I. Structural Recommendations
A) The foremost recommendation of the Committee is to make the necessary Constitutional changes tot he South Carolina Constitution for all ethics enforcement for both executive and legislative officials and employees to be administered by an independent commission made up of appointees from both branches. This Commission would have the power to accept and investigate all complaints against public officials and public employees as well as to find facts and issue punishment to the same
B) Recognizing the time constraints associated with a Constitutional Amendment mean that a unified Ethics Commission could not come into being until 2015 the Committee recommends a set of more immediate structural reforms to the ethics enforcement process which call for a statutory shift of all authority that the General Assembly may relinquish pursuant to the South Carolina Constitution.
1) Reconstitute the State Ethics Committee by:
- abolishing all current terms of Ethics Commissioners
- replace existing commissioners with eight new appointments: four appointed by the Governor, two of which must be members in good standing of the S.C. Bar; two elected by the membership of the Senate and Two elected by the Membership of the House
- stagger single, six year terms
- compensate members for their service
- adequately fund the Commission for staff
- allow the Commission to receive, review and preliminarily investigate all complaints against any public official in the legislative or executive branch
2) Establish a Public Integrity Unit (PIU)
- comprised of Attorney General, Chief of SLED, Director of DOR, Exec. Director of Ethics Commission, and the State Inspector General
- allow, by referral from a member agency, to investigate allegations of public corruption including ethics allegations and criminal conduct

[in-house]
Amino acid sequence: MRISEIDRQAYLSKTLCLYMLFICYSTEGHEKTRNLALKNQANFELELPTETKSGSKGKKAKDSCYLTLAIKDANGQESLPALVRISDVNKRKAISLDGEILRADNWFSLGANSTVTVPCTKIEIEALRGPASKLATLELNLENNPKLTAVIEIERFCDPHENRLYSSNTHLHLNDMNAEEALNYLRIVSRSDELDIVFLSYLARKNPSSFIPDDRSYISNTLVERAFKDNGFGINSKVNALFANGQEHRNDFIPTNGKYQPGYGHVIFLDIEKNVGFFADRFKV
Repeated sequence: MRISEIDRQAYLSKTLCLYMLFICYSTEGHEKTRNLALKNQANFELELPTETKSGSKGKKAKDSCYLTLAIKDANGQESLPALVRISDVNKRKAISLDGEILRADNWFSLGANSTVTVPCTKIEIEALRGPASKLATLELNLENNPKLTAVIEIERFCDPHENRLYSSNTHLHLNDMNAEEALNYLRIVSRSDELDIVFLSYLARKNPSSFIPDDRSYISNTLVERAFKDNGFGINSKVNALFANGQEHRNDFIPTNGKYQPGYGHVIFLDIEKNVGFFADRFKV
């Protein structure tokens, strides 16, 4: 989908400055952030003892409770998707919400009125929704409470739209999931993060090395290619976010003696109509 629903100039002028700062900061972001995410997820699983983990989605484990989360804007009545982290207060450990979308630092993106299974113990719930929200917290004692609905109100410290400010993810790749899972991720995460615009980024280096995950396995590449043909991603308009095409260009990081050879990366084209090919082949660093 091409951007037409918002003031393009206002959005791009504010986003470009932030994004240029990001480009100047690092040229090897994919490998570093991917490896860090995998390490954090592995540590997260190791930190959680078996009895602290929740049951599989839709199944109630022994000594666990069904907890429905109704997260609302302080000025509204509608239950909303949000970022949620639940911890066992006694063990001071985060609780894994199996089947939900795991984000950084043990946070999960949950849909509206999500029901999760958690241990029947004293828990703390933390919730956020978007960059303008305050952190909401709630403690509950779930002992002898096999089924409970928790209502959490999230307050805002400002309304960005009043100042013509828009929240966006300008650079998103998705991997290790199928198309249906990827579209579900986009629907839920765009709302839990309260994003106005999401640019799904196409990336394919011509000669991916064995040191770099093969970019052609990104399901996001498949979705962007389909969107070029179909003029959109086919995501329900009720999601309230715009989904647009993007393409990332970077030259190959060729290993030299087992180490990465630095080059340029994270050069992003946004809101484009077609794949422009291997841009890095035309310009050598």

- share that investigation among the member agencies and report findings back to the originating member agency
3) Retain House and Senate Ethics Committees:
- jurisdiction over all matters associated with the filing of required reports (quarterly disclosures and SEIs)
- until the constitutional change is in place, the Committees would continue to be the final arbiter of fact as well as the body responsible for issuing punishment to members of the General Assembly. However, the above changes would not allow the Committees to operate in a confidential matter. At the point in the process where the Committee’s receive jurisdiction, probable cause has already been determined and the only remaining steps are a hearing and final determination to be conducted in public session.
II. Substantive Reforms
The Committee, having reviewed the Ethics Reform Act, also recommends multiple changes to the substantive law to encourage greater disclosure, further identify conflicts of interest and close existing and exploited loopholes in an antiquated set of statutes.
1) Require the disclosure of private income sources as a component of the annual Statement of Economic Interest filed by all public officials.
2) Further, require disclosure of specific amounts of income received by public officials if the source of that income is a lobbyist or lobbyist principal or the source of income is an entity regulated by the body the public official serves.
3) Abolish “Leadership PACs”.
4) First by outlawing public officials from associating, fundraising, establishing or otherwise having involvement in non-candidate committees a/k/a “leadership PACs”.
5) Second, by listing among the various contributions that elected officials are unable to receive, contributions from any entity directly or indirectly associated with another candidate.
6) Reestablish the definition of “Committee” within the Ethics code so that it is no longer constitutionally over-broad.